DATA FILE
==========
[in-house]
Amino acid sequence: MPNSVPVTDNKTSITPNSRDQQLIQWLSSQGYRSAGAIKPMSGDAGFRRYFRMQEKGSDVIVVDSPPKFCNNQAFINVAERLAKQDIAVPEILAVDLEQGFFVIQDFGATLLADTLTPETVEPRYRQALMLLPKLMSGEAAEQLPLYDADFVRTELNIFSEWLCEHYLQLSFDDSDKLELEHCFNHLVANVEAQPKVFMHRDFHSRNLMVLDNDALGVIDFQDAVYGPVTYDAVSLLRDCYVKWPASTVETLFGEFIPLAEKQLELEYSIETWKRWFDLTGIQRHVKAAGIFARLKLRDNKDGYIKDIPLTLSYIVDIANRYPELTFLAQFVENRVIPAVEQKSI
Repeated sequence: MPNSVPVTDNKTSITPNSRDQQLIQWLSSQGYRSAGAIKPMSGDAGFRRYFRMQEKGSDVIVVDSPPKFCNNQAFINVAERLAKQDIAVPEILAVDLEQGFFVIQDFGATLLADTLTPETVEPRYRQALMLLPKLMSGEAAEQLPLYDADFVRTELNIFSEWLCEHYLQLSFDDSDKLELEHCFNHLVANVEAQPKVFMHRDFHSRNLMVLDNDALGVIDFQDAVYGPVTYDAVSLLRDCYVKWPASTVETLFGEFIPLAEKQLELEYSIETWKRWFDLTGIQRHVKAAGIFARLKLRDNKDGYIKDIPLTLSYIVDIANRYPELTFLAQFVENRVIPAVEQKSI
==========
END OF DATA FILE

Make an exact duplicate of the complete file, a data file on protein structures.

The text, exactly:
[in-house]
Amino acid sequence: MPNSVPVTDNKTSITPNSRDQQLIQWLSSQGYRSAGAIKPMSGDAGFRRYFRMQEKGSDVIVVDSPPKFCNNQAFINVAERLAKQDIAVPEILAVDLEQGFFVIQDFGATLLADTLTPETVEPRYRQALMLLPKLMSGEAAEQLPLYDADFVRTELNIFSEWLCEHYLQLSFDDSDKLELEHCFNHLVANVEAQPKVFMHRDFHSRNLMVLDNDALGVIDFQDAVYGPVTYDAVSLLRDCYVKWPASTVETLFGEFIPLAEKQLELEYSIETWKRWFDLTGIQRHVKAAGIFARLKLRDNKDGYIKDIPLTLSYIVDIANRYPELTFLAQFVENRVIPAVEQKSI
Repeated sequence: MPNSVPVTDNKTSITPNSRDQQLIQWLSSQGYRSAGAIKPMSGDAGFRRYFRMQEKGSDVIVVDSPPKFCNNQAFINVAERLAKQDIAVPEILAVDLEQGFFVIQDFGATLLADTLTPETVEPRYRQALMLLPKLMSGEAAEQLPLYDADFVRTELNIFSEWLCEHYLQLSFDDSDKLELEHCFNHLVANVEAQPKVFMHRDFHSRNLMVLDNDALGVIDFQDAVYGPVTYDAVSLLRDCYVKWPASTVETLFGEFIPLAEKQLELEYSIETWKRWFDLTGIQRHVKAAGIFARLKLRDNKDGYIKDIPLTLSYIVDIANRYPELTFLAQFVENRVIPAVEQKSI